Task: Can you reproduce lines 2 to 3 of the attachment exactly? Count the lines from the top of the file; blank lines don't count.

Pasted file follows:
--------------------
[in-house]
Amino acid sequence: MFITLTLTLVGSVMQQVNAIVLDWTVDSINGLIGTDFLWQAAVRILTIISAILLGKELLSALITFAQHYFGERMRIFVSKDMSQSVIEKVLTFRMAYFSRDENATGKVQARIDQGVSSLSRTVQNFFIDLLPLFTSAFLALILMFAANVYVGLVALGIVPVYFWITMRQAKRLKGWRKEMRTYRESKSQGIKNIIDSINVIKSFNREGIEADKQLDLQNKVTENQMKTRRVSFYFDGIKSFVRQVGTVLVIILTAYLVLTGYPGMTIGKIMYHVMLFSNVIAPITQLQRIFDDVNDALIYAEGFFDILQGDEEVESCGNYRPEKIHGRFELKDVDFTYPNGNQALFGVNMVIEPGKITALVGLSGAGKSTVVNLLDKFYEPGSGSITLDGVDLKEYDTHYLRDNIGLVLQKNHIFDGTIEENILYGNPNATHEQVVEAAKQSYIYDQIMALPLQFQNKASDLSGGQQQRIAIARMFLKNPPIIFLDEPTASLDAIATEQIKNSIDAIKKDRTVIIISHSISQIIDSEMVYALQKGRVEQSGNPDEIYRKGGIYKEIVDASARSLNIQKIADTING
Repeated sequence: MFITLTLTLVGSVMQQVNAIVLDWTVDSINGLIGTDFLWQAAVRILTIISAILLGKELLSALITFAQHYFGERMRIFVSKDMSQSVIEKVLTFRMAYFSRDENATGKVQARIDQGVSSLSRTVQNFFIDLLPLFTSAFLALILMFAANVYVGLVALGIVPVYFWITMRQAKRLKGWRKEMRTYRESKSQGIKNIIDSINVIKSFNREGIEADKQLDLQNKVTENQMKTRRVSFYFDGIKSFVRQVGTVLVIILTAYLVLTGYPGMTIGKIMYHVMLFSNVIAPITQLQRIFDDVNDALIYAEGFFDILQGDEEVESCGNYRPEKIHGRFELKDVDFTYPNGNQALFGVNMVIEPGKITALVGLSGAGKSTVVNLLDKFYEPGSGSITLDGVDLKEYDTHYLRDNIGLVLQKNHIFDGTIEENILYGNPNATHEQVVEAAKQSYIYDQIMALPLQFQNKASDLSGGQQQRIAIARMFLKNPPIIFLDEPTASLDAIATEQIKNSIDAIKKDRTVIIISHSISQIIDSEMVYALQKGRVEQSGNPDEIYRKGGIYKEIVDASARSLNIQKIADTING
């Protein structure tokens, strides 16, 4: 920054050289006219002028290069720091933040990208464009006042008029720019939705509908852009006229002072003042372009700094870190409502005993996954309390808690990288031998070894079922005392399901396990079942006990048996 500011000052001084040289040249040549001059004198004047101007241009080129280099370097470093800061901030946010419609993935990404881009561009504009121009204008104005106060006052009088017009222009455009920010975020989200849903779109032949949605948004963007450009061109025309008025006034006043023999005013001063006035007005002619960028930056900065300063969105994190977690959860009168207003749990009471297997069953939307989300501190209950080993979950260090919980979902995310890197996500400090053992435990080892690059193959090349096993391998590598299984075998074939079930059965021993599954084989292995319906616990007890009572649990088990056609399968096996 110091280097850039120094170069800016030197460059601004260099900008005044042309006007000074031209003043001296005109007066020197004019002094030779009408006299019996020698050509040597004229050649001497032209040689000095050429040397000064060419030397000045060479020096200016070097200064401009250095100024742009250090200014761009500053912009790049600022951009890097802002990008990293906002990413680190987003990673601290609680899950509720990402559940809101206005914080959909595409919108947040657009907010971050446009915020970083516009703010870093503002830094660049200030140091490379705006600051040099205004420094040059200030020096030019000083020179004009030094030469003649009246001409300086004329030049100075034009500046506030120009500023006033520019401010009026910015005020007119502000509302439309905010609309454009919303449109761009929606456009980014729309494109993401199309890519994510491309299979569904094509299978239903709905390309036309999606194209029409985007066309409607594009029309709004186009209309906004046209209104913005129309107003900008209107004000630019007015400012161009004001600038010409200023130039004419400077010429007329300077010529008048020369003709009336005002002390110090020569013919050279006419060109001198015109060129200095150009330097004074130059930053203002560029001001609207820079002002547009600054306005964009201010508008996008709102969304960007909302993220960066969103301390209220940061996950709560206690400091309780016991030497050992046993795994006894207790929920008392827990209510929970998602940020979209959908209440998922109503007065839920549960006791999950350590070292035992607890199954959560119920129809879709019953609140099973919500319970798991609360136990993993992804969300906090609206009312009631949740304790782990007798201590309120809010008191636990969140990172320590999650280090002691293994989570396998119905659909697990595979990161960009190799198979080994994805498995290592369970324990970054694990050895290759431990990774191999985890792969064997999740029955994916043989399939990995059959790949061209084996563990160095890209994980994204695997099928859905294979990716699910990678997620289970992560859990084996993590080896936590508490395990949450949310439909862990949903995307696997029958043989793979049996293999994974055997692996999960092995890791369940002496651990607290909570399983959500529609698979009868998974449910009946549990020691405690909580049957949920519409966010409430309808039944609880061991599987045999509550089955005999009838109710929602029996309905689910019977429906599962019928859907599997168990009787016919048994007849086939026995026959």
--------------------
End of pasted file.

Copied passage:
Amino acid sequence: MFITLTLTLVGSVMQQVNAIVLDWTVDSINGLIGTDFLWQAAVRILTIISAILLGKELLSALITFAQHYFGERMRIFVSKDMSQSVIEKVLTFRMAYFSRDENATGKVQARIDQGVSSLSRTVQNFFIDLLPLFTSAFLALILMFAANVYVGLVALGIVPVYFWITMRQAKRLKGWRKEMRTYRESKSQGIKNIIDSINVIKSFNREGIEADKQLDLQNKVTENQMKTRRVSFYFDGIKSFVRQVGTVLVIILTAYLVLTGYPGMTIGKIMYHVMLFSNVIAPITQLQRIFDDVNDALIYAEGFFDILQGDEEVESCGNYRPEKIHGRFELKDVDFTYPNGNQALFGVNMVIEPGKITALVGLSGAGKSTVVNLLDKFYEPGSGSITLDGVDLKEYDTHYLRDNIGLVLQKNHIFDGTIEENILYGNPNATHEQVVEAAKQSYIYDQIMALPLQFQNKASDLSGGQQQRIAIARMFLKNPPIIFLDEPTASLDAIATEQIKNSIDAIKKDRTVIIISHSISQIIDSEMVYALQKGRVEQSGNPDEIYRKGGIYKEIVDASARSLNIQKIADTING
Repeated sequence: MFITLTLTLVGSVMQQVNAIVLDWTVDSINGLIGTDFLWQAAVRILTIISAILLGKELLSALITFAQHYFGERMRIFVSKDMSQSVIEKVLTFRMAYFSRDENATGKVQARIDQGVSSLSRTVQNFFIDLLPLFTSAFLALILMFAANVYVGLVALGIVPVYFWITMRQAKRLKGWRKEMRTYRESKSQGIKNIIDSINVIKSFNREGIEADKQLDLQNKVTENQMKTRRVSFYFDGIKSFVRQVGTVLVIILTAYLVLTGYPGMTIGKIMYHVMLFSNVIAPITQLQRIFDDVNDALIYAEGFFDILQGDEEVESCGNYRPEKIHGRFELKDVDFTYPNGNQALFGVNMVIEPGKITALVGLSGAGKSTVVNLLDKFYEPGSGSITLDGVDLKEYDTHYLRDNIGLVLQKNHIFDGTIEENILYGNPNATHEQVVEAAKQSYIYDQIMALPLQFQNKASDLSGGQQQRIAIARMFLKNPPIIFLDEPTASLDAIATEQIKNSIDAIKKDRTVIIISHSISQIIDSEMVYALQKGRVEQSGNPDEIYRKGGIYKEIVDASARSLNIQKIADTING